From this, one can grasp the course of life: Good works in the name of the Lord is the means to “redeeming” the time of our life, leading unto eternity, unto knowledge of God. And thus, doing good becomes a measure of time, its price, not astronomic time, but conscious, ontological (existential), spiritual (as distinguished from vegetative) time. It may be called “human” time. Holy Hierarch St. John Chrysostom wrote, “If you lose money, you can regain it, but if you kill time in vain pursuits, you cannot move it around. And after all, God gave us time in which to learn piety.”
For this reason, the Apostle Paul calls for redeeming the time (Eph. 5:16), for we often lose or spend it freely and uselessly, or even worse, we “kill time.” Therefore, there is no “sacred” or “non-sacred” time. All of the days of the Lord are holy and wonderful, for the Lord is kind to both the good and the evil. However, the days are evil (Eph. 5:16) through people’s evil acts and evil thoughts. Accordingly, “evil sufficient unto the day” is as if it were a different measure of the time, or essence, of the day.
Love for God and man leads unto eternity, becomes man’s true and highest good, the treasure of all his life, the true content and fulfillment (i.e. filling up) of each moment, and accordingly is the greatest measurement of spiritual time. The Holy Fathers say that the purpose of the creation of the entire world, and consequently, of time, is love. The reason for Christ’s coming into the world is love for man. And the time of life given “is redeemed” by man through his love in return. Thus, we are commanded: Rejoice evermore. Pray without ceasing (I Thess. 5:16–17), so as to spend every moment of time in our life keeping in mind God, the fount of love, and striving to acquire love. From patristic writings we find that the soul that has achieved love is outside of space and time.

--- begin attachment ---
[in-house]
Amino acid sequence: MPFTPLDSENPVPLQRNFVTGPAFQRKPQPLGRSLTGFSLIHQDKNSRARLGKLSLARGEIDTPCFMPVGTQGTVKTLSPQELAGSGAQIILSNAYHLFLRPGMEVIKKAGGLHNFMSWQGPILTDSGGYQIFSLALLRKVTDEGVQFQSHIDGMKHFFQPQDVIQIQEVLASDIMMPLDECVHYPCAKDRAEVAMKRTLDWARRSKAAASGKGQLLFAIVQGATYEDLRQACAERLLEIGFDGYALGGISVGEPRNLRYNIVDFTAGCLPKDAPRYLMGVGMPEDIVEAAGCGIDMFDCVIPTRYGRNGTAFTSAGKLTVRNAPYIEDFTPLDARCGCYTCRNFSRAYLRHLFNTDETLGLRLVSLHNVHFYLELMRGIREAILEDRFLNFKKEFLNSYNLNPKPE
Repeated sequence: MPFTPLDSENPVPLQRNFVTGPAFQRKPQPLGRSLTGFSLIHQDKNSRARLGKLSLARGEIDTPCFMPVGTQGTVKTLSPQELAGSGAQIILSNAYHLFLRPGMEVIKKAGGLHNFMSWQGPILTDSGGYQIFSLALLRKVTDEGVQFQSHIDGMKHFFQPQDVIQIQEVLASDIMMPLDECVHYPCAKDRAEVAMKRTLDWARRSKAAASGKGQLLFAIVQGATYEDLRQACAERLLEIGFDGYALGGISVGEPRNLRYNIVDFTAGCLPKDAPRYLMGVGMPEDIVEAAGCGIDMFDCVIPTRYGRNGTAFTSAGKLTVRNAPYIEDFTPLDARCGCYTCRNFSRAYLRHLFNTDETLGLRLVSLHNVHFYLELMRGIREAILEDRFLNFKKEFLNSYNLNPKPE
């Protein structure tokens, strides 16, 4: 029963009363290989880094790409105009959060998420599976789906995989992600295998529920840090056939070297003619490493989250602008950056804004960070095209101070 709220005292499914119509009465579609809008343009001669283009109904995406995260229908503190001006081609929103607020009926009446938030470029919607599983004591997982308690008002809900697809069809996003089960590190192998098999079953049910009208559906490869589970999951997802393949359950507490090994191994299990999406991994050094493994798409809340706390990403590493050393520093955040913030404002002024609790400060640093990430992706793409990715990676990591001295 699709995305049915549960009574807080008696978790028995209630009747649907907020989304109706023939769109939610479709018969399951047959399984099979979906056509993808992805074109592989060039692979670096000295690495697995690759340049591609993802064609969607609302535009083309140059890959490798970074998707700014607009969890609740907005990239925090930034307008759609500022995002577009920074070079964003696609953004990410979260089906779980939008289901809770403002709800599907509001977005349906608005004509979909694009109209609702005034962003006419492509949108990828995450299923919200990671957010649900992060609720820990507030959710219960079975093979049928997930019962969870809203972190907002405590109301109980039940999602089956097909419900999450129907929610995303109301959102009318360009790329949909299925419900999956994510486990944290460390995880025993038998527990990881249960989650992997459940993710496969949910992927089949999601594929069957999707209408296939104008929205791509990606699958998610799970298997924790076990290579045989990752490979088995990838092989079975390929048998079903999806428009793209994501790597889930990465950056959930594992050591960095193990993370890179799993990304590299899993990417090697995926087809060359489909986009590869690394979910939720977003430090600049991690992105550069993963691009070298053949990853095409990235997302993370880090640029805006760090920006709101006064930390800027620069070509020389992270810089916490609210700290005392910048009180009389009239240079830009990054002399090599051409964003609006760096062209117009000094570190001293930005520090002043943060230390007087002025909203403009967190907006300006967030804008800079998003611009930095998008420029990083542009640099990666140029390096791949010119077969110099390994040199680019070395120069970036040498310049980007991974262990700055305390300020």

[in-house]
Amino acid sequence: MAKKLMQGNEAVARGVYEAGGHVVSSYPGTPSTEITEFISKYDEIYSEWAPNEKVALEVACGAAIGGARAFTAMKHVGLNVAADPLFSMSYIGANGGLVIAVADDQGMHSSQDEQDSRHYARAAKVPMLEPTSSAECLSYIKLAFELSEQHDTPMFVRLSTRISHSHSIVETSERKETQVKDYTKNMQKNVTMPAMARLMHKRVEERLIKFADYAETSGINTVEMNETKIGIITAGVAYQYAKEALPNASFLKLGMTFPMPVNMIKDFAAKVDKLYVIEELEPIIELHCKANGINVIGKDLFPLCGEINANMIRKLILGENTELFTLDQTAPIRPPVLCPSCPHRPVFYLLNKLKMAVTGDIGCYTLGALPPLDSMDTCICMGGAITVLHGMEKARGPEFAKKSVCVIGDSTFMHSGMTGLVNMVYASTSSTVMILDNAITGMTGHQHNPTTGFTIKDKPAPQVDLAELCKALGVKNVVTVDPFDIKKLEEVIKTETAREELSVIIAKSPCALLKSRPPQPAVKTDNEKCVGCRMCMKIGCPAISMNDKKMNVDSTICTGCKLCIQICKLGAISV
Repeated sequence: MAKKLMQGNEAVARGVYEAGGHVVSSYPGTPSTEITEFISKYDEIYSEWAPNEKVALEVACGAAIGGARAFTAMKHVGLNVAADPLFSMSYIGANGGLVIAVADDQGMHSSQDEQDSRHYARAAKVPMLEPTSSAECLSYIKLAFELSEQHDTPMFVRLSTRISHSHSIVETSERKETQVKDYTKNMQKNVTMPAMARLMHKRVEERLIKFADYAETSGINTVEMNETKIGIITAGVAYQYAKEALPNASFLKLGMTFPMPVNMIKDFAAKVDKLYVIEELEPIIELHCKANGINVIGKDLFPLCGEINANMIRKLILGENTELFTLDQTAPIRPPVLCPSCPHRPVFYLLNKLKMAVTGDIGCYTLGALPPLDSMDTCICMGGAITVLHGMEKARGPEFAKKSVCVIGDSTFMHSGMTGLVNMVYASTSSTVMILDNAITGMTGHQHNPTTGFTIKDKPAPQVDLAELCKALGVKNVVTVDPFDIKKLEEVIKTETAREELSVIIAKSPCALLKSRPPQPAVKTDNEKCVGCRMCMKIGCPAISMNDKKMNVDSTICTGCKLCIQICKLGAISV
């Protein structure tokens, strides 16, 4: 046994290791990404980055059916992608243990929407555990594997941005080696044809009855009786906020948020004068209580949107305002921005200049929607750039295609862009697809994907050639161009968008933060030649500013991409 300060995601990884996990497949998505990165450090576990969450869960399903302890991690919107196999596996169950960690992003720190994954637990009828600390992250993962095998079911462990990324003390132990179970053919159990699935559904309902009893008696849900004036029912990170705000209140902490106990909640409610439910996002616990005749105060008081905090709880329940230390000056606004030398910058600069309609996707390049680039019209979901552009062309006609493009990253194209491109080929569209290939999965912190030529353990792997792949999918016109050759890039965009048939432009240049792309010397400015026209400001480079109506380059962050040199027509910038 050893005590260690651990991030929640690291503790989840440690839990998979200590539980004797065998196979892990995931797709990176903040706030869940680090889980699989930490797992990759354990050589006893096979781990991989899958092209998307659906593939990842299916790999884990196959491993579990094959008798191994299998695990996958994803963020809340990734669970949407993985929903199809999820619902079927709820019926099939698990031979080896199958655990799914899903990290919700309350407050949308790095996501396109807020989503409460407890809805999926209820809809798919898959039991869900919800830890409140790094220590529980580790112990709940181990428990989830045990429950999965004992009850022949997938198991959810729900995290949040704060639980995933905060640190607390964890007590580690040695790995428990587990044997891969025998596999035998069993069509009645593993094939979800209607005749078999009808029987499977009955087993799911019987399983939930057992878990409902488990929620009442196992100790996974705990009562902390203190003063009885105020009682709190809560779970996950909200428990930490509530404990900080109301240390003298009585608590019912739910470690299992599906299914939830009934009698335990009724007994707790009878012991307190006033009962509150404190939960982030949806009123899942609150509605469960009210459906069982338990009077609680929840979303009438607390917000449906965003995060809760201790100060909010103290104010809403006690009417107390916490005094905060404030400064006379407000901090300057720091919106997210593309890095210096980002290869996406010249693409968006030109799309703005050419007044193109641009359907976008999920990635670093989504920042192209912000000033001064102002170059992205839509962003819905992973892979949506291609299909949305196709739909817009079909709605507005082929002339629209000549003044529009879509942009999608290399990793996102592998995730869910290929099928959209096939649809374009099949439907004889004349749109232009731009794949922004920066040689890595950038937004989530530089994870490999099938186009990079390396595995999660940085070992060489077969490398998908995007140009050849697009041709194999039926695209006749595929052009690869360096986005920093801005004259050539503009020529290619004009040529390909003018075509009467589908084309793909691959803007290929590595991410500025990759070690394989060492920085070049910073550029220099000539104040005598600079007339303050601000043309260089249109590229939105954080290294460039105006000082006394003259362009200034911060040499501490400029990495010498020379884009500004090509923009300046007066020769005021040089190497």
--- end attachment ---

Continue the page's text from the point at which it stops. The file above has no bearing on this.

Contemporary science concedes that in the material world there is nothing unchanging and eternal, and that the visible world at some point had a beginning, and consequently, will have an end.
If everything is so inexorably changeable, how are we to understand the PRESENT (of course, not in the secular sense)? The day-to-day course it runs and present time itself is not only the result of all past time, but in this present, there are always rudiments of its future, affecting the present. On the other hand, the past, in relation to which today’s present was the future, affected and continues to affect the present, and through it, the future. However, if we have little grain, if the harvest was poor, we use it sparingly, saving some for the future. Thus, the past and the future affect the present, which, in its turn, affects the future. There is a folk saying: “the day feeds the year,” and in that bit of folk wisdom we find the idea of the links within time. Yet “man does not live by bread alone.” If he believes in the future reward and the resurrection of the dead, that faith affects his present life, for in his present, he is already seeking first the kingdom of God,